This year’s CES introduced us to tonnes of impressive gadgets. We got to see phones with foldable screens, disappearing camera, foldable laptops, e-ink handhelds, make-up printer, shower speaker, smart garbage bins, and whatnot. However, among all this noise, there were some outstanding technologies on the show floor that can change people’s lives for better. These products are the reasons why we love technology. After all, it is not every day you come across technologies that help people overcome their disabilities. Now, avoiding any more delay, here are the most useful innovations from the world’s biggest consumer electronics show.
BrainCo Prosthetic hand
Here’s an innovation that will change lives across the globe. A company from Massachusetts has developed a prosthetic hand that hooks up to your head. It reacts to signals coming directly from your brain. For fluidity of movement, the arm relies on machine learning tech. The more you use this prosthetic, the more natural its movement becomes. Users can tune their prosthetic arm for different tasks. According to BrainCo, it takes around 10 minutes to program six gestures. Cnet reports that users can tailor the gestures down to individual fingers. The arm is said to be good enough for dexterous tasks such as playing piano and writing. While it may not be as good as the real thing, BrainCo’s prosthetic is going to give back amputees control of their lives. As opposed to existing prosthetics that cost north of $50,000, this new arm is going to cost in the range of $10,000 to $15,000.
Phonak wireless hearing aids
With so many innovations taking place in the wireless audio field, it was about time that the hearing aids receive their due update too. Swiss company Phonak showcased its Virto Black connected in-the-ear (ITE) hearing aid. It fuses the Bluetooth streaming and noise cancellation tech with a conventional hearing piece. The gadget can amplify the sound to help you hear better. Moreover, it can hook up with your phone, TV, or other Bluetooth devices to stream the audio right into your ear. It connects to your phone via myPhonak app. Users can also directly answer a phone call with a simple push of a button. Phonak claims that these Virto Black are comfortable to be worn all day. Moreover, since they look like your trendy wireless buds, you don’t have to put up with the social stigma surrounding the hearing condition. So, while it is a solid product, my biggest gripe here is the Virto Black’s $6,000 price tag.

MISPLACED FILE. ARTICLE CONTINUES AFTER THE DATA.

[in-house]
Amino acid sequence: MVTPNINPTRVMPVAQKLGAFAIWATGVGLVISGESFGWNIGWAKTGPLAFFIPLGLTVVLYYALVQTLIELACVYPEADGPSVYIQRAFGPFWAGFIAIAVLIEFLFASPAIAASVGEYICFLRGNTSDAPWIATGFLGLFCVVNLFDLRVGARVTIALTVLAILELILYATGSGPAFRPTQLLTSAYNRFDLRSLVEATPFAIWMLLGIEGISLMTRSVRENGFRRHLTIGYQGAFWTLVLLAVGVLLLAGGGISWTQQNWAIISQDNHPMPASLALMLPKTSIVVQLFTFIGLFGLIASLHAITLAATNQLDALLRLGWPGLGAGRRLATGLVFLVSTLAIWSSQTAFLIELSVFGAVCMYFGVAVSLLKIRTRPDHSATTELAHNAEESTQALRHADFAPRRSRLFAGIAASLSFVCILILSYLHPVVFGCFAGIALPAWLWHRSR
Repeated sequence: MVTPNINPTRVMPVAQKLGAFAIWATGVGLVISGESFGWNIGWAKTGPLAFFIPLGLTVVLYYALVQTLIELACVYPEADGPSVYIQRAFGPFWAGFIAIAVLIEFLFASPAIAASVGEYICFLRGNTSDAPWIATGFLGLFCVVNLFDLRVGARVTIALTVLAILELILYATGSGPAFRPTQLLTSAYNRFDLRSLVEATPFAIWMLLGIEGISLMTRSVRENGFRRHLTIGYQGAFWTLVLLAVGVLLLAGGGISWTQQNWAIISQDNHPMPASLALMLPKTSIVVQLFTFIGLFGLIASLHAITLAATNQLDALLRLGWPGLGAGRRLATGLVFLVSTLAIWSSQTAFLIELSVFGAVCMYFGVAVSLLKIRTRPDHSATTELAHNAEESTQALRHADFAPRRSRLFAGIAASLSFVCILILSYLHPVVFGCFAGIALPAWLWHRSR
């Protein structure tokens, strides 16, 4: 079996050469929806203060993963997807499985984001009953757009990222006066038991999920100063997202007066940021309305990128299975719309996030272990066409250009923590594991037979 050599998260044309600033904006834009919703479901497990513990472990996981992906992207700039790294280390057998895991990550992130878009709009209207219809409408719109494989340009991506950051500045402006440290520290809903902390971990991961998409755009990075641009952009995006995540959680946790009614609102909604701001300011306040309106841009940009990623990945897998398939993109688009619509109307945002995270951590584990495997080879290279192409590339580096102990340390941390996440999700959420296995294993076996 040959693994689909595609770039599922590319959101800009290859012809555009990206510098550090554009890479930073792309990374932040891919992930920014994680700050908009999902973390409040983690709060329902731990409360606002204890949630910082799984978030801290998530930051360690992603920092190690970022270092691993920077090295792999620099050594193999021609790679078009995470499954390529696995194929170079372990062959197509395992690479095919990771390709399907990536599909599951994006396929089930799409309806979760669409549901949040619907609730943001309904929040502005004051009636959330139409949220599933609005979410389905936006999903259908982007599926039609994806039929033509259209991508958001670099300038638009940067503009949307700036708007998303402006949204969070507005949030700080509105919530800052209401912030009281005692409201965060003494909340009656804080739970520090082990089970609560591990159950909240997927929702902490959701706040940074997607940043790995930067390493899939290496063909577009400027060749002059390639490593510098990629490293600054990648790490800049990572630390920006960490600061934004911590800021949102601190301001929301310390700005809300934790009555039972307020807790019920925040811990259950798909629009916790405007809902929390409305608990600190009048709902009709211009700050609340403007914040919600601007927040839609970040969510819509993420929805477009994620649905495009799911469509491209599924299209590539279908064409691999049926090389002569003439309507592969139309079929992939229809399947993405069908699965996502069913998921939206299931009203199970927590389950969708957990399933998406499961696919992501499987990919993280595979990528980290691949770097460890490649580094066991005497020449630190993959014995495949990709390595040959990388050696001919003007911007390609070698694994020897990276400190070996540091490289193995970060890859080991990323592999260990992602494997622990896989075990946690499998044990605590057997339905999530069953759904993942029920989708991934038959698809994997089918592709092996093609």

OrCam MyEye 2
Israel is home to some of the most innovative start-ups in the world. So it is not a surprise that the Jerusalem based company OrCam stole the spotlight at the CES 2020. Dubbed as the MyEye 2, this gadget helps visually impaired help read the text and recognize faces. It snaps onto your glasses and can read out loud a newspaper or book. The OrCam MyEye 2 uses 13 MP camera and OCR (Optical Character Recognition) tech to turn text into speech. The gadget works with simple hand gestures. Moreover, you can control it with voice commands. The best part is that unlike most smart devices, this one doesn’t require an Internet connection.
Bosch virtual visor
German brand Bosch is set out to modernize the windshield visor. The company is planning to ditch the fabric flap with a transparent liquid crystal display to minimize the sun’s glare. The problem with the traditional visor is that it also blocks your view. According to The National Highway Traffic Safety Administration, thousands of sun glare related accidents happen in the US each year. As per Bosch, the solution is a high tech camera tracking system and a transparent LCD. Based on the shadow falling on the driver’s face, the system darkens certain parts of the visor to block the sunlight. At the same time, the rest of the visor remains transparent to offer a maximum view. These calculations take place in real-time and the dark zone moves seamlessly to protect your eyes. It is definitely a neat concept, but at this point, Bosch hasn’t shared any details regarding the pricing and availability of its virtual visor.